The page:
The Somerton Body Case – where are we?
The only difference between what we’ve known for seventy-four years and what we know now is the Somerton Man was Carl Webb, a Victorian gentleman of suburban means who had a standard education, played football, liked a bet on the ponies and was one of a large family. He deserted his wife in 1947 – leaving her childless – and managed to avoid war service possibly due to owning an exemption by having a trade ticket as a electrical fitter / instrument maker.
Webb was found to be packing some of his nephew’s clothes and he unusually repaired his own with a heavy-duty wax thread. He wrote letters but if he ever received responses he didn’t keep them. It is said he enjoyed poetry, had a sullen disposition and would sulk even in his mature years. He dressed well for the times including a pullover despite the season, though Professor Derek Abbott insisted he wore a cardigan when found, an item of apparel he went on to say indicated Webb was of a better social class than most. Webb kept his over-large un-calloused hands clean, fingernails free of dirt and shoes highly polished. His physique was described as remarkable, having broad shoulders, a deep chest and highly developed thigh and calf muscles. He was also missing eighteen teeth. An examination of his remaining ivory showed they had no signs of having had to support dentures. The diet he pursued to achieve such an impressive physique despite only having half the teeth he was born with has yet to be determined.
Carl Webb is suspected to have been the owner of the Freeman Rubaiyat as part of its back page was found rolled up and tucked away in his fob pocket. The code written on the back cover was at one time thought to be evidence of his involvement in espionage however the failure of a succession of experts to decipher said code has now convinced many that it is an acrostic of unknown origin. The years-long online insistence by Gordon Cramer that the code was an example of steganography, ie; hidden micro-writing within the code has been proved to be a theory born of a flight of his own paerodolic imagination and it is no longer taken seriously, though he perseveres with it. Cramer’s current position is that Webb could have been a spy schooled in steganographic techniques whilst working his trade in a protected and secret industry connected to weapons making.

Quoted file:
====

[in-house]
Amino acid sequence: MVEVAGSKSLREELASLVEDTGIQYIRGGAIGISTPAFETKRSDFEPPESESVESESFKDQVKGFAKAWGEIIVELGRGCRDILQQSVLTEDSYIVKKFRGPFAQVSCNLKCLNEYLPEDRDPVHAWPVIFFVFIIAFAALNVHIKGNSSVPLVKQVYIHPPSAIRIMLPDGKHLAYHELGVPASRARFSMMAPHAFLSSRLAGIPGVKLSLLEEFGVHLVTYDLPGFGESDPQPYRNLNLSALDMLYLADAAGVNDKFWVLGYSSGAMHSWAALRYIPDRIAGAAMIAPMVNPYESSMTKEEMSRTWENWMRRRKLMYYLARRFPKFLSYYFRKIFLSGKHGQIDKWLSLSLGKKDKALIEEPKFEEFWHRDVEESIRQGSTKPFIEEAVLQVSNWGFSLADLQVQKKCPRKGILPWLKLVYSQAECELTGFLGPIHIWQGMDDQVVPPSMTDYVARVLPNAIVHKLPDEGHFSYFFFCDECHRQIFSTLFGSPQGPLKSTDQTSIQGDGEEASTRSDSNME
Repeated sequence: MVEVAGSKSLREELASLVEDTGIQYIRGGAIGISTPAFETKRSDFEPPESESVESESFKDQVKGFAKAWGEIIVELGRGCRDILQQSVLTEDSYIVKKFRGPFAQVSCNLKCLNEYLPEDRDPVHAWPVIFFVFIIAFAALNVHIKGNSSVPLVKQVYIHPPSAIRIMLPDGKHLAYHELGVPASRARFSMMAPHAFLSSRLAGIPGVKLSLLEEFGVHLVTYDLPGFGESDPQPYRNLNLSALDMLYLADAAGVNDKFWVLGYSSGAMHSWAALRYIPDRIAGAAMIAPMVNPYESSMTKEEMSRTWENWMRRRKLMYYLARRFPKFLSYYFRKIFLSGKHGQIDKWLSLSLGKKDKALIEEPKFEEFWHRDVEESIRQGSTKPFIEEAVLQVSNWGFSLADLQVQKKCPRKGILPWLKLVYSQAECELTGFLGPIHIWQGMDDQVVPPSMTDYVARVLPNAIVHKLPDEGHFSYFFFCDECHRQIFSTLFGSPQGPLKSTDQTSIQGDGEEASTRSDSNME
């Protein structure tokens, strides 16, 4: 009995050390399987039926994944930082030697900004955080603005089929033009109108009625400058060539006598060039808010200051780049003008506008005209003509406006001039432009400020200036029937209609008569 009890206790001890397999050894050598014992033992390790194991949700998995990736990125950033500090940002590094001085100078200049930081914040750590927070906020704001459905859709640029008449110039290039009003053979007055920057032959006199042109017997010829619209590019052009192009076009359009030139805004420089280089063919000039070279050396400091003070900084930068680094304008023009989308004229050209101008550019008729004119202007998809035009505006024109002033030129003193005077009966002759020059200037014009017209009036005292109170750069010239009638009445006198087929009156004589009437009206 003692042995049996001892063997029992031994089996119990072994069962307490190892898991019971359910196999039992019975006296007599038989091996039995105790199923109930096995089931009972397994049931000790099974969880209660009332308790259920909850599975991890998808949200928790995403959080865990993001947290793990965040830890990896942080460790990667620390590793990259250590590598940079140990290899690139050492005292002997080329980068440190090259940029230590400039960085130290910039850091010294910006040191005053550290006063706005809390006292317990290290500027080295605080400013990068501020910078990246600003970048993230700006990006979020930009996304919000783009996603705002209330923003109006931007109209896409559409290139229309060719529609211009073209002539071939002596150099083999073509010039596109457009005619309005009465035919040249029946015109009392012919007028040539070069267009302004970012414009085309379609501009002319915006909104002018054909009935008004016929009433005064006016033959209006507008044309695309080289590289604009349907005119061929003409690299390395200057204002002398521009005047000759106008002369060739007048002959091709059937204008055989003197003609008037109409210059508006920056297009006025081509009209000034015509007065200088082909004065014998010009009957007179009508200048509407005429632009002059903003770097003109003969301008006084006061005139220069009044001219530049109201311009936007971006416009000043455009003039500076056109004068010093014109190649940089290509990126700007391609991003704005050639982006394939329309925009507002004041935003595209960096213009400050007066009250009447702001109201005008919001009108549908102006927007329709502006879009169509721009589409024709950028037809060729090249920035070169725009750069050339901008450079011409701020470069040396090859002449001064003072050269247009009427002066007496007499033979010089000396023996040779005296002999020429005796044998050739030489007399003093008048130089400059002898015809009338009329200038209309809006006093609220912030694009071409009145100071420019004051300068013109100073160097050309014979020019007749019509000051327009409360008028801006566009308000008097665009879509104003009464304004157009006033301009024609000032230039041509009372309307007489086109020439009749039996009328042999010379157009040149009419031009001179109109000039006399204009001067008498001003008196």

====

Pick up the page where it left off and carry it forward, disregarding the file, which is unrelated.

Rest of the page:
Plus ça change, plus c’est la même chose.
Latterly we have been led to believe the code is some kind of tipster sheet, though it would surprise many if the progenitor of this awkward proposition, Professor Derek Abbott, has ever wagered a dollar on a horse other than buying a sweep ticket in the race that stops the nation – The Melbourne Cup.
So, all up this Webb fellow looks pretty much run of the mill stuff as far as middle-aged Australians go in 1948, yet many have been convinced he had the literary sophistication to not only know what the Persian Tamam Shud meant, he also had the ability to carefully plan the circumstances of his own demise by disposing of the book it was torn from in a car which fortunately happened to be parked with its back window open near to where he was found dead and only hours after he enjoyed a relaxed supper wherein he apparently made short work of a vegetable pasty, and, encouragingly for the investigating police, the book had two telephone numbers written on the back according to detective Brown, one that partly furthered their investigations, the other they disregarded as not worth following up, this despite Professor Derek Abbott’s insistence that the second phone number was in fact a bank account number and is urging his followers to chase it down.
As an aside, this unsecured car scenario might test those theorists who believe Adelaide was a mecca for (car) thieves at the time, particularly as some believe Webb’s missing wallet and money were lifted from his corpse by an opportunist who happened to be passing by.
The witness who came forward in 1959 to say he saw a man carrying a man along the beach on the night before Webb’s body was discovered has been discounted by Professor Derek Abbott as fanciful, his opinion being that a man’s memory is too capricious to be taken as an accurate repository of past events. This statement is known to have irked ex-detective Gerry Feltus who found the witness ‘reliable.’
The fact that PC Moss is on record as saying it was not possible for Webb to light the half-smoked cigarette found wedged under his chin has also been discounted by Professor Derek Abbott, who thinks Moss missed finding a box of matches in his search of the body despite him finding the much smaller and flatter train and bus tickets in a trouser pocket.
Interest in the Somerton Body case has been kept alive for years courtesy of the original work undertaken by Professor Derek Abbott’s diligent UoA students and was enlivened in 2010 by his sudden proposal of marriage to a woman only one day after they met and who he believed at first glance to be Carl Webb’s granddaughter. This ancestral bonding theory is now considered moribund given the results of a recent DNA investigation and is a matter Professor Derek Abbott no longer wishes to either discuss or pursue.